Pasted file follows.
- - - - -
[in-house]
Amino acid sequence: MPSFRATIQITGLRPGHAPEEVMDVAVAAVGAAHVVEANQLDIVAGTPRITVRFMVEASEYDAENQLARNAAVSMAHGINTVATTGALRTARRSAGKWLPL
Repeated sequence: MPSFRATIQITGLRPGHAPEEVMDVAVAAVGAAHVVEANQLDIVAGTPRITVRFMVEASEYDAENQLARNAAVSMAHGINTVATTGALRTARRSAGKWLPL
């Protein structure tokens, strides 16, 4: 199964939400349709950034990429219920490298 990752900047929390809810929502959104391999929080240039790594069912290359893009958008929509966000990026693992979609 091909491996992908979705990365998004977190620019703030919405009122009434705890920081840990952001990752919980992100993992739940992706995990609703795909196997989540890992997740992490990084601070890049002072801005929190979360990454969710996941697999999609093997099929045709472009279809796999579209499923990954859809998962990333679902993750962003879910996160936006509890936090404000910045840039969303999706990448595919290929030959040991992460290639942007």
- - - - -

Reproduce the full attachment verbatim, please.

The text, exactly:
[in-house]
Amino acid sequence: MPSFRATIQITGLRPGHAPEEVMDVAVAAVGAAHVVEANQLDIVAGTPRITVRFMVEASEYDAENQLARNAAVSMAHGINTVATTGALRTARRSAGKWLPL
Repeated sequence: MPSFRATIQITGLRPGHAPEEVMDVAVAAVGAAHVVEANQLDIVAGTPRITVRFMVEASEYDAENQLARNAAVSMAHGINTVATTGALRTARRSAGKWLPL
């Protein structure tokens, strides 16, 4: 199964939400349709950034990429219920490298 990752900047929390809810929502959104391999929080240039790594069912290359893009958008929509966000990026693992979609 091909491996992908979705990365998004977190620019703030919405009122009434705890920081840990952001990752919980992100993992739940992706995990609703795909196997989540890992997740992490990084601070890049002072801005929190979360990454969710996941697999999609093997099929045709472009279809796999579209499923990954859809998962990333679902993750962003879910996160936006509890936090404000910045840039969303999706990448595919290929030959040991992460290639942007």